Disability Rises Gradually for a Cohort of Older Americans
Verbrugge, Lois M., Dustin Brown, and Anna Zajacova. 2017. "Disability Rises Gradually for a Cohort of Older Americans." Journals of Gerontology B: Psychological and Social Sciences, 72(1): 151-161.
We examine changes in average disability over nearly two decades for a large epidemiological cohort of older Americans. As some people exit by mortality, do average disability levels for the living cohort rise rapidly, rise gradually, stay steady, or decline? We use data from the Study of Asset and Health Dynamics Among the Oldest Old (AHEAD) cohort for 1993–2010. Cohort members are aged 70+ in 1993 (mean = 77.5 years), and the survivors are aged 87+ in 2010 (mean = 90.2 years). We analyze personal care disability (activities of daily living), household management disability (instrumental activities of daily living), and physical limitations, looking at average disability for the living cohort over time and the disability histories for decedent and survivor groups. We find that average disability rises gradually over time for the living cohort. Earlier decedent groups have higher average disability than later ones. Near death, disability rises sharply for all decedent groups. Longer surviving groups have less average disability, and slower disability increases, than shorter surviving groups. As a cohort ages, average disability among living members increases gradually, suggesting behavioral, psychological, and biological fitness in very old persons.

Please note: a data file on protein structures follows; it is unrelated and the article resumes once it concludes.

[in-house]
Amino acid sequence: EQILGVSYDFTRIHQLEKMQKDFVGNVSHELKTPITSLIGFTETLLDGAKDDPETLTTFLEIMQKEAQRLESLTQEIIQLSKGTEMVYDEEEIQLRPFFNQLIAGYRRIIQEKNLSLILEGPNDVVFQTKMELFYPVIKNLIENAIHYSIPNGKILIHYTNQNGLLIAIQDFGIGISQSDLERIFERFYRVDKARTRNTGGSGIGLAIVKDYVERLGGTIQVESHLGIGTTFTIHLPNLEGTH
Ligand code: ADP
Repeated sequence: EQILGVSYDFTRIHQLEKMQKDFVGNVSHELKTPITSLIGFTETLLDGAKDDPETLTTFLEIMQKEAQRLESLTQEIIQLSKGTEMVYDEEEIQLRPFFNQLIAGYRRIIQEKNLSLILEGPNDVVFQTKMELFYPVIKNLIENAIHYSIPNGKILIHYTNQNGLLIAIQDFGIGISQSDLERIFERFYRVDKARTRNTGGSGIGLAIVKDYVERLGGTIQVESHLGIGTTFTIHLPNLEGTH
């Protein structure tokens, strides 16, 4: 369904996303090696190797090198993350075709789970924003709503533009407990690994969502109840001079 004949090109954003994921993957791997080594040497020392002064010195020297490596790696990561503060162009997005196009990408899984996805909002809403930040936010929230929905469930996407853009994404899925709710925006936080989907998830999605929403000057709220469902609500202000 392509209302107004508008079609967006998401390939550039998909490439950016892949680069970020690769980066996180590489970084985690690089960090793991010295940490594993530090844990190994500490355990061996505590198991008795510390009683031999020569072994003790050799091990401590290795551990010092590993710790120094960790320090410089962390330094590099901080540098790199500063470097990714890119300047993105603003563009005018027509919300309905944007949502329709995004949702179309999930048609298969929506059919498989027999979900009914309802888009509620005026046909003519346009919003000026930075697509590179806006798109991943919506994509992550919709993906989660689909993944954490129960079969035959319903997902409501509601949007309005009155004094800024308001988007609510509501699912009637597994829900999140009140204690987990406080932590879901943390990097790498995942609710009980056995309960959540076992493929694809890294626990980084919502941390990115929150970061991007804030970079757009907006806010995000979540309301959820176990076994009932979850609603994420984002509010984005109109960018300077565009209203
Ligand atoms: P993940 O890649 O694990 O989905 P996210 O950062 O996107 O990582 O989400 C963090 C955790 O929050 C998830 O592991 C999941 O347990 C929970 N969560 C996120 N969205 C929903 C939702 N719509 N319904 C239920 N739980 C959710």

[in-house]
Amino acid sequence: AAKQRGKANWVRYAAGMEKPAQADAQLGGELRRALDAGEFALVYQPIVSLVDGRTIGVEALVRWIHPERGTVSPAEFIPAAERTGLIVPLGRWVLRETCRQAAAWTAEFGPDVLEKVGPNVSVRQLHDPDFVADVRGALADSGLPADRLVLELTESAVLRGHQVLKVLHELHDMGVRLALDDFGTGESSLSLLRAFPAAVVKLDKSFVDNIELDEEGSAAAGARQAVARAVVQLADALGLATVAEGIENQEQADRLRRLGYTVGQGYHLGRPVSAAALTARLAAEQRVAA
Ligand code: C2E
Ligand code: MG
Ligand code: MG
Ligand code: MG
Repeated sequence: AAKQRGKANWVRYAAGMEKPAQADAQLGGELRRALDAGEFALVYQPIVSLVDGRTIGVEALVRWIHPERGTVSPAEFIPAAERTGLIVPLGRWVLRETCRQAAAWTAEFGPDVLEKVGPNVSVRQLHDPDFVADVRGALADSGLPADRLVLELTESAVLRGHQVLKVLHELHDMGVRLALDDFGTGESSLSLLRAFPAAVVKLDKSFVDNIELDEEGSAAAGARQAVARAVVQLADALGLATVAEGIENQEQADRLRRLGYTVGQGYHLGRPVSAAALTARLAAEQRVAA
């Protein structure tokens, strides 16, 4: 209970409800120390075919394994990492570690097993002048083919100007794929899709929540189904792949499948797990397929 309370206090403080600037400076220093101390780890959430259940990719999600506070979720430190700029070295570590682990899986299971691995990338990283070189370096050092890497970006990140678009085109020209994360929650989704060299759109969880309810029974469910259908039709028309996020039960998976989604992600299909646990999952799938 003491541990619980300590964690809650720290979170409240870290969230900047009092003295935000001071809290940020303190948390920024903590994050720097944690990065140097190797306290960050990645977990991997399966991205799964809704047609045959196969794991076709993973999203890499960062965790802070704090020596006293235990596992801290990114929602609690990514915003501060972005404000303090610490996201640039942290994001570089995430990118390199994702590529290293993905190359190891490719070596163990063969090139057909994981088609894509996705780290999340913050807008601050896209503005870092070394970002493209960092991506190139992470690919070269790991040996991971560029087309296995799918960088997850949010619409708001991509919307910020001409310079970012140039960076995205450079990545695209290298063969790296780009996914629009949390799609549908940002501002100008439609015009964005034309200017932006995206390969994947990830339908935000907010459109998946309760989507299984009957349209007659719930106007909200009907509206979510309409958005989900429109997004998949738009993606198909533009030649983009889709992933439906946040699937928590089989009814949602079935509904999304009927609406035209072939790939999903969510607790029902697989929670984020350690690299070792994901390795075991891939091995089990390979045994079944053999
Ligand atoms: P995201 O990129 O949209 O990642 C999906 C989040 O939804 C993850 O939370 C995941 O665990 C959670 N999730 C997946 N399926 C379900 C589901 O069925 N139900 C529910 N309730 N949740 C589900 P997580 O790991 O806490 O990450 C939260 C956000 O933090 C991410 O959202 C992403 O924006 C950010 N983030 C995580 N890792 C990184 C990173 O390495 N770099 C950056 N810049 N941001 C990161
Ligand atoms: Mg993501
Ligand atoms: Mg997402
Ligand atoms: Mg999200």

PMCID: PMC5156489. (Pub Med Central)